Tifosi Rail Sunglasses: Getting Rolling

Tifosi Rail Sunglasses: Getting Rolling – by Guitar Ted

Tifosi has made a name for itself in the eyewear category by offering cyclists, runners, baseball players, and sportspeople value for the dollar spent. High quality eyewear for cycling generally means lots of cabbage out of your pocket, but this is not the case with Tifosi.

Image of the Tifosi Rail sunglasses on a table.
The Tifosi Rail model in Black/White frame with the Smoke Mirror lens.

The question many have with the brand is if it is “good enough” to compete with the big players in the eyewear space. I wanted to take another look at Tifosi, having used their products over the last two decades, and see where the brand stands now against those more well known and fashionable brands for cycling. I have a lot of experience with those brands in terms of use for cycling so the comparisons would be easy for me to make here.

So I had Tifosi send over the Rail model in White/Black with three interchangeable lenses. The Rail comes in several configurations with some having photo-chromatic lenses. So check out those on their site here. For now, let’s dig into what I have here on test, the Rail with three interchangeable lenses.

Image showing interchangeable lens options for the Rail.
The Rail model we received has three interchangeable lens options as shown here.

What It Is: The Rail is Tifosi’s blade style single lens, high coverage model with a rim-less frame design. Typically these sorts of designs lend themselves to cycling well as you won’t have a frame cutting off your peripheral vision and the large lens protects the eyes a little better not only from light, but from debris or insects.

Specifically, the Rail has Tifosi’s Grilamid TR-90 frame which makes the frame light and durable. The lens is shatterproof and besides the clear lens, provides UVA/UVB protection for your eyes. The nosepiece and ear pieces are made from hydrophilic rubber which actually increases in grip as you sweat. Finally, Tifosi offers a lifetime warranty against manufacturer defects. The retail price of the Rail with the three interchangeable lenses is $79.99 USD.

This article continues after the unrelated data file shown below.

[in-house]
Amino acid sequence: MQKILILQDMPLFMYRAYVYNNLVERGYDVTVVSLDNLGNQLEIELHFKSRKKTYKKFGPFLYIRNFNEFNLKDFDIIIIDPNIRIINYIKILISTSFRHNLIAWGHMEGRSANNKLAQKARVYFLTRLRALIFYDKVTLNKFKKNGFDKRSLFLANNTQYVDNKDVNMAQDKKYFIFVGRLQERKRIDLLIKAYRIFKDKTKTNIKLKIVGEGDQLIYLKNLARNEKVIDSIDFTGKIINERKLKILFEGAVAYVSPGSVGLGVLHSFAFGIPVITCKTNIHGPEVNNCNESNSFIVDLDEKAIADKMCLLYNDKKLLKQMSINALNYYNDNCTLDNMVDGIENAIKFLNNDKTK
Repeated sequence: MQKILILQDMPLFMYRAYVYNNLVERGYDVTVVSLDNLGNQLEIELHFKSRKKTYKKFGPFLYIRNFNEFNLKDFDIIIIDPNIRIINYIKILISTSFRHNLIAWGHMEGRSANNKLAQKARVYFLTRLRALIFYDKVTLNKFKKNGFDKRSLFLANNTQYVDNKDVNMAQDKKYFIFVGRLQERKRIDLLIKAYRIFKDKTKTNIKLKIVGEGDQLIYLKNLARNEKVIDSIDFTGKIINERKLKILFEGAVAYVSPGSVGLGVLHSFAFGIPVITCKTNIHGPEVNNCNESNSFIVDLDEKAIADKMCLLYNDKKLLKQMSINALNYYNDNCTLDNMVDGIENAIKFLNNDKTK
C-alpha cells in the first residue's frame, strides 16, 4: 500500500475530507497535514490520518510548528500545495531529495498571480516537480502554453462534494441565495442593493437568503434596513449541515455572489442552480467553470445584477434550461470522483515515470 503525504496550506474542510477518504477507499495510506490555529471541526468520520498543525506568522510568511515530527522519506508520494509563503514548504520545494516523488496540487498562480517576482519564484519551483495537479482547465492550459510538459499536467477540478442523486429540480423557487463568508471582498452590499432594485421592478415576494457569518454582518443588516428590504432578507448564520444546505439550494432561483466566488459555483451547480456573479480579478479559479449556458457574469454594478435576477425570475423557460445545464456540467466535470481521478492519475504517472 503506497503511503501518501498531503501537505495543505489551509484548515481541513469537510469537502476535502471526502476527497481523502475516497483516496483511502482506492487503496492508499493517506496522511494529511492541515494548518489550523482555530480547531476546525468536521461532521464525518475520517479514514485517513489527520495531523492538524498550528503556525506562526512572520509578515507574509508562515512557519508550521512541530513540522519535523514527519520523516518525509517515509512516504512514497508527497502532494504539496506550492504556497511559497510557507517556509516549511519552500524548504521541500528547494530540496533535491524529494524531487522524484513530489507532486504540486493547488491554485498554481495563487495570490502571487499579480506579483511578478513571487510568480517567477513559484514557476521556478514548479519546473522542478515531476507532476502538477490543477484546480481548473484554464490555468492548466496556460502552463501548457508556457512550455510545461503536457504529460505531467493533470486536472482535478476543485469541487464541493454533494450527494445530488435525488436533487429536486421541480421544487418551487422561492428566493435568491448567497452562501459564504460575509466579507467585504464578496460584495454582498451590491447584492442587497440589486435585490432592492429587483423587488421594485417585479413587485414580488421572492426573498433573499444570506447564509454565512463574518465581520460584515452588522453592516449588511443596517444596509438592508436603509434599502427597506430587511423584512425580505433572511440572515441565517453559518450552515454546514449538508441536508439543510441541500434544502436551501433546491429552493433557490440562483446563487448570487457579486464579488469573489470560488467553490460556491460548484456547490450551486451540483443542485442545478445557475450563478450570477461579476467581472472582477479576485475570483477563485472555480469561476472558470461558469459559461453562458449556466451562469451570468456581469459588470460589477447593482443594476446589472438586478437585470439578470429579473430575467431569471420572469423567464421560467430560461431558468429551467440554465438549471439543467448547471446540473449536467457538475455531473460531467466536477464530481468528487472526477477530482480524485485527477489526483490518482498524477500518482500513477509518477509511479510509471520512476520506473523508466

Lens Type & Tech: The three lenses I received with the Rail are the “Smoke Mirror”, the “Red AC”, and a clear lens for very cloudy days or night riding. The lens is optically decentered, which means you get less distortion of what it is you are looking at through the lens. The polycarbonate lens material is shatterproof and scratch resistant. Finally, the lens blocks 100% of UVA and UVB light. Overall the Smoke Mirror lens will block the most light overall and is recommended for the brightest, Sunny day conditions. The Red AC is a high-contrast lens that is best all-around and brings more definition to what it is you are looking at. Finally, the clear lens is for very dark, overcast days or night-time riding.

You get those three lens, a carrying case, a handy cloth bag with which you can clean the lens with, and a user manual. All for the aforementioned $79.99.

The lens and Rail glasses with their case.

First Impressions And User Experiences: The carrying case is your typical “hard-soft shell” affair, the type you probably have used before. Inside there are the glasses and the extra lenses each in their own “pocket” It is worth noting that the pocket is held in by a hook-and-loop piece and can be removed.

The initial impression I had was one of a nicer set of glasses and the size of the Rail looked appropriate for my bigger face/head size. Putting the Rail on, it was immediately apparent that I would be experiencing a large coverage area and that the bows were not too tight or too long for my liking.

The nose-piece is adjustable so I pushed that around a bit to find the most comfortable place for it to be and that was that. I was ready to go. Looking through the Smoke Mirror lens seemed to reveal no weird artifacts or glare issues. Good!

I rode a couple of times with the Smoke Mirror lens but honestly, transitioning from open areas to tree covered bits left me a bit blind in the shadows. No worries. I turned to the Red AC lens. It was very easy to switch out the lens after following the included manual’s instructions and I was off again. The Red AC was much more suited to what I was doing, so I think that for the time being, I am going to stick with that choice.

Guitar Ted in the Tifosi Rail glasses outdoors somewhere.
Here’s lookin’ at ya! GT in the Tifosi rail glasses.

So Far… The Tifosi experience is one of good value and great quality eyewear. No doubt about their past performance in the eyewear market, but has this newer range, which includes the Rail I am testing, raised the bar? Is Tifosi comparable to higher end, more name-recognizable brands? Perhaps….

I like the triple lens options and the Red AC is that all-around tint I think I like best. Now fit over the long-term ride, that’s yet to be seen how that goes. That and a comparison test will help me answer the questions I have. But for now? I am pretty impressed with the Rail. Stay tuned….

For more on Tifosi eyewear see their website here; https://tifosioptics.com

Note: Tifosi Optics sent over the Rail glasses at no charge to Riding Gravel for test and review. We were not charged nor bribed for this review and we always strive to give our honest thoughts and opinions throughout.


Author: Guitar Ted

Guitar Ted hails from Iowa. Home of over 70,000 miles of gravel and back roads. An inaugural member of the Gravel Cycling Hall of Fame and Co-creator of Trans Iowa in late 2004- Guitar Ted has been at the forefront of the growth of gravel events and riding since then. Creator of Gravel Grinder News in 2008, he produced the premier calendar of gravel and back road events. GT joined forces with Riding Gravel in late 2014.

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